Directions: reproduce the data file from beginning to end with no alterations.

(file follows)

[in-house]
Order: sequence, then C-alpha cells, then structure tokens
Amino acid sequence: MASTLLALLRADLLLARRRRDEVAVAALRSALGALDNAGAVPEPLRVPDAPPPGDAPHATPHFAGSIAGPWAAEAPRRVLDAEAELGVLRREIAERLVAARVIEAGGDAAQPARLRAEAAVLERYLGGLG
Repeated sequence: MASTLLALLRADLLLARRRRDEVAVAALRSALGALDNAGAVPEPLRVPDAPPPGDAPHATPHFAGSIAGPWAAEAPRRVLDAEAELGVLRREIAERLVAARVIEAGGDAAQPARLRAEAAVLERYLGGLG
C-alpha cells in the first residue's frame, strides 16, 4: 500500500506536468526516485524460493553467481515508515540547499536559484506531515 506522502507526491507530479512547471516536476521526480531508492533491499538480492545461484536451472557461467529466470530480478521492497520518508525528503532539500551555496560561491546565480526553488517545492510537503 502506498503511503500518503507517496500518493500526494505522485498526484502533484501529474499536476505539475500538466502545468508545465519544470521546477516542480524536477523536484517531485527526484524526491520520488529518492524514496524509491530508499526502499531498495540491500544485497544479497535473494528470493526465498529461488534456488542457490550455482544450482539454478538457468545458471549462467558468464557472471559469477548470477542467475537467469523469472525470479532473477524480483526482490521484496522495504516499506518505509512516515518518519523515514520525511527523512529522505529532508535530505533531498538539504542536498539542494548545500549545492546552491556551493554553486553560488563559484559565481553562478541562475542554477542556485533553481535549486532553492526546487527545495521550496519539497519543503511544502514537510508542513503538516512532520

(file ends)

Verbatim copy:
[in-house]
Order: sequence, then C-alpha cells, then structure tokens
Amino acid sequence: MASTLLALLRADLLLARRRRDEVAVAALRSALGALDNAGAVPEPLRVPDAPPPGDAPHATPHFAGSIAGPWAAEAPRRVLDAEAELGVLRREIAERLVAARVIEAGGDAAQPARLRAEAAVLERYLGGLG
Repeated sequence: MASTLLALLRADLLLARRRRDEVAVAALRSALGALDNAGAVPEPLRVPDAPPPGDAPHATPHFAGSIAGPWAAEAPRRVLDAEAELGVLRREIAERLVAARVIEAGGDAAQPARLRAEAAVLERYLGGLG
C-alpha cells in the first residue's frame, strides 16, 4: 500500500506536468526516485524460493553467481515508515540547499536559484506531515 506522502507526491507530479512547471516536476521526480531508492533491499538480492545461484536451472557461467529466470530480478521492497520518508525528503532539500551555496560561491546565480526553488517545492510537503 502506498503511503500518503507517496500518493500526494505522485498526484502533484501529474499536476505539475500538466502545468508545465519544470521546477516542480524536477523536484517531485527526484524526491520520488529518492524514496524509491530508499526502499531498495540491500544485497544479497535473494528470493526465498529461488534456488542457490550455482544450482539454478538457468545458471549462467558468464557472471559469477548470477542467475537467469523469472525470479532473477524480483526482490521484496522495504516499506518505509512516515518518519523515514520525511527523512529522505529532508535530505533531498538539504542536498539542494548545500549545492546552491556551493554553486553560488563559484559565481553562478541562475542554477542556485533553481535549486532553492526546487527545495521550496519539497519543503511544502514537510508542513503538516512532520